Urinary Incontinence in Children and Adolescents with Mental and Physical Disabilities: Comorbidities and Barriers
Continence is one of those clinical conditions that one seldom thinks about if he/she does not have a problem. It to the insurgence and persistence of chronic kidney disease (CKD) and to renal/intestinal failure. Patients with disabilities represent a particularly challenging group, and when growing into adolescents and young adults, they belong to an indeed difficult and unique age group. Currently the published literature on this subject is limited. Many groups have not focused on these nonglamorous aspects of bladder and bowel care. Management of bladder and bowel dysfunction becomes more difficult if associated with disabilities and during the transition between childhood and adulthood. The challenges become enormous if adolescents and young adults are also disabled with unique comorbidities associated and/or leading to bladder and bowel problems. In the presence of obvious physical (motility/sensitivity) and psychological (neurodevelopmental delays, autism, etc.) additional limitations, tailored management needs to be defined. Children with lower IQ associated with physical disability and/or syndromes have an increased risk of incontinence. In this chapter we highlight the need and importance of identifying comorbidities associated with bladder and bowel problems in children and during the delicate transitional phase of adolescence, in individuals affected by disabilities, and to suggest adequate solution to overcome barriers and provide long-term surveillance.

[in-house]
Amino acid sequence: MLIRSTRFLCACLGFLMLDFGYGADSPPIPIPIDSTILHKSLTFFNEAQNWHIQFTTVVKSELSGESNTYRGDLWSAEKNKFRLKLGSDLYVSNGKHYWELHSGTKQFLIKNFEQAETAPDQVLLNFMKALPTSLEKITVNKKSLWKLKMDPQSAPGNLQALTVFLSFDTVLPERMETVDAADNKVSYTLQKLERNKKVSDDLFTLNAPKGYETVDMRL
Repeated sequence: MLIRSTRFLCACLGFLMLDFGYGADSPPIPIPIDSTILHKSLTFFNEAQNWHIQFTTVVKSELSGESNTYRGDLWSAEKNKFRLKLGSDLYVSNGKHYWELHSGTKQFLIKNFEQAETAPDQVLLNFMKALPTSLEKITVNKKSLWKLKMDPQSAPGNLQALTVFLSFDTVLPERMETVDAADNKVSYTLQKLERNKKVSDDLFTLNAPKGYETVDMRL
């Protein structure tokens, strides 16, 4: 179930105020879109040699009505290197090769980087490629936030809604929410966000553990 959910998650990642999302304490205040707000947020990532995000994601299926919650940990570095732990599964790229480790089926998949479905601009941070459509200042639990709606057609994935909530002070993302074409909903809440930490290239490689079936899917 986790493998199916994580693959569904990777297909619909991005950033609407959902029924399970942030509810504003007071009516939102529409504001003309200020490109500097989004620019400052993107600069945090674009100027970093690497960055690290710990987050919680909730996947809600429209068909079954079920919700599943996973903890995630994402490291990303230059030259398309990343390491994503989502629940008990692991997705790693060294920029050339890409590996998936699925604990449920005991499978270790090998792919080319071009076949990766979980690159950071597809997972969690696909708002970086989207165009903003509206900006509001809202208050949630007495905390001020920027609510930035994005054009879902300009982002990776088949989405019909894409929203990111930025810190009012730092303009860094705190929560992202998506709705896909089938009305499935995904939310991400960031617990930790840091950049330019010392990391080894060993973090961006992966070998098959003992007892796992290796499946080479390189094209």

KeywordsComorbidity Constipation Incontinence Pediatrics Voiding dysfunction
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